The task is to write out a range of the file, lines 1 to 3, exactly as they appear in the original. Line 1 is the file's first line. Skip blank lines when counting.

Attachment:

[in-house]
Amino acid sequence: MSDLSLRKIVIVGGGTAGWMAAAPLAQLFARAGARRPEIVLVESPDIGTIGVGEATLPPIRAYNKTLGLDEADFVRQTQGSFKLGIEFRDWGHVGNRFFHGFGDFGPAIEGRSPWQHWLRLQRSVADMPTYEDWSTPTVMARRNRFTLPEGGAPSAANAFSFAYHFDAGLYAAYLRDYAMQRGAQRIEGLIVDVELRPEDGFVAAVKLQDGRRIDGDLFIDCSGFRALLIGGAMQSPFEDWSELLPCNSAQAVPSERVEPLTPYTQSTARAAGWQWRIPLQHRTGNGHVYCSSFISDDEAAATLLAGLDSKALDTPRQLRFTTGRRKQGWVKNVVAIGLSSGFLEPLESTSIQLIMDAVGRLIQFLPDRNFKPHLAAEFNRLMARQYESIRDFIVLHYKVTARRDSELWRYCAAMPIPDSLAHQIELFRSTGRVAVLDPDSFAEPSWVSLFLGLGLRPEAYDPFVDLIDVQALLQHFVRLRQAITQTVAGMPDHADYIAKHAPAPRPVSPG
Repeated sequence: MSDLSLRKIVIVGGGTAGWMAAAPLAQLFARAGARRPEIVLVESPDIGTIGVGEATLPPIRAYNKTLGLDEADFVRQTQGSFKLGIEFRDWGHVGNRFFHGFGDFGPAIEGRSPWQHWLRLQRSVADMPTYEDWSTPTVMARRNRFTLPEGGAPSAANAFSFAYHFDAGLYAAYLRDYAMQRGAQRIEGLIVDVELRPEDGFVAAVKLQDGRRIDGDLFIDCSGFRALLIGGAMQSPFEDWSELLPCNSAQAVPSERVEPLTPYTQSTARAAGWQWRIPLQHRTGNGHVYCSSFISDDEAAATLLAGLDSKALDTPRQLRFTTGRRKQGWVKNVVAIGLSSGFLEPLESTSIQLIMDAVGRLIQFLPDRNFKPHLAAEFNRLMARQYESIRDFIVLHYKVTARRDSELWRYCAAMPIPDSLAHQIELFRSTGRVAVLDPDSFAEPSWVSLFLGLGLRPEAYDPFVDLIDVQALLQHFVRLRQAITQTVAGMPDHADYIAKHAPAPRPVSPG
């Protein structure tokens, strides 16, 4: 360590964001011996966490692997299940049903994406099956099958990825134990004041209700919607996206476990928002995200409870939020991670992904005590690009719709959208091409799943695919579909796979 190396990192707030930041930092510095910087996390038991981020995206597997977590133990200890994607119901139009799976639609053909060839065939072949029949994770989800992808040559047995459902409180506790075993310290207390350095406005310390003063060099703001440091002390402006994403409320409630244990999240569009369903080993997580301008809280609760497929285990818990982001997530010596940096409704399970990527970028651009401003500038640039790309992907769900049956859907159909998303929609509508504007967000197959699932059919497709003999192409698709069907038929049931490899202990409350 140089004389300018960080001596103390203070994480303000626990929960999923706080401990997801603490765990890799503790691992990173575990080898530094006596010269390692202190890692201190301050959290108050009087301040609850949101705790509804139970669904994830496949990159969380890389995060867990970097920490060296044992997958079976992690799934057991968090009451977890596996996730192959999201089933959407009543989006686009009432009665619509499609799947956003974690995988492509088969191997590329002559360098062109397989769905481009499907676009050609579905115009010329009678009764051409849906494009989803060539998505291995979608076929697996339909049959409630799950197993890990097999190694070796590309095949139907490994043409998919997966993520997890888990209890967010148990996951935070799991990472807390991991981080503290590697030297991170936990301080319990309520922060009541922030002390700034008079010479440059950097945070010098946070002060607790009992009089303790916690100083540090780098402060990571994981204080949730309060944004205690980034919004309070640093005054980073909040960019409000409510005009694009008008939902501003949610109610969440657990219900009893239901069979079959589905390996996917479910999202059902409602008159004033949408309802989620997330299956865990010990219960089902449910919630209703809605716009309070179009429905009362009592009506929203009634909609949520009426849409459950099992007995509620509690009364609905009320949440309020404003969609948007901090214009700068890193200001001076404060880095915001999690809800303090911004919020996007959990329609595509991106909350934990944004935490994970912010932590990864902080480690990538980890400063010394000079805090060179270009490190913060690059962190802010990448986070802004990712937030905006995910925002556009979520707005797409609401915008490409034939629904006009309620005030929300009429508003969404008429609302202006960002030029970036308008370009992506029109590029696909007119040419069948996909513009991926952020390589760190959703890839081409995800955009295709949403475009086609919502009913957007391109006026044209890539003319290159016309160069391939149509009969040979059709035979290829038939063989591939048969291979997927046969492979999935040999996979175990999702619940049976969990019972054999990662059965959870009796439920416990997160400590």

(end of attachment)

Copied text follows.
[in-house]
Amino acid sequence: MSDLSLRKIVIVGGGTAGWMAAAPLAQLFARAGARRPEIVLVESPDIGTIGVGEATLPPIRAYNKTLGLDEADFVRQTQGSFKLGIEFRDWGHVGNRFFHGFGDFGPAIEGRSPWQHWLRLQRSVADMPTYEDWSTPTVMARRNRFTLPEGGAPSAANAFSFAYHFDAGLYAAYLRDYAMQRGAQRIEGLIVDVELRPEDGFVAAVKLQDGRRIDGDLFIDCSGFRALLIGGAMQSPFEDWSELLPCNSAQAVPSERVEPLTPYTQSTARAAGWQWRIPLQHRTGNGHVYCSSFISDDEAAATLLAGLDSKALDTPRQLRFTTGRRKQGWVKNVVAIGLSSGFLEPLESTSIQLIMDAVGRLIQFLPDRNFKPHLAAEFNRLMARQYESIRDFIVLHYKVTARRDSELWRYCAAMPIPDSLAHQIELFRSTGRVAVLDPDSFAEPSWVSLFLGLGLRPEAYDPFVDLIDVQALLQHFVRLRQAITQTVAGMPDHADYIAKHAPAPRPVSPG
Repeated sequence: MSDLSLRKIVIVGGGTAGWMAAAPLAQLFARAGARRPEIVLVESPDIGTIGVGEATLPPIRAYNKTLGLDEADFVRQTQGSFKLGIEFRDWGHVGNRFFHGFGDFGPAIEGRSPWQHWLRLQRSVADMPTYEDWSTPTVMARRNRFTLPEGGAPSAANAFSFAYHFDAGLYAAYLRDYAMQRGAQRIEGLIVDVELRPEDGFVAAVKLQDGRRIDGDLFIDCSGFRALLIGGAMQSPFEDWSELLPCNSAQAVPSERVEPLTPYTQSTARAAGWQWRIPLQHRTGNGHVYCSSFISDDEAAATLLAGLDSKALDTPRQLRFTTGRRKQGWVKNVVAIGLSSGFLEPLESTSIQLIMDAVGRLIQFLPDRNFKPHLAAEFNRLMARQYESIRDFIVLHYKVTARRDSELWRYCAAMPIPDSLAHQIELFRSTGRVAVLDPDSFAEPSWVSLFLGLGLRPEAYDPFVDLIDVQALLQHFVRLRQAITQTVAGMPDHADYIAKHAPAPRPVSPG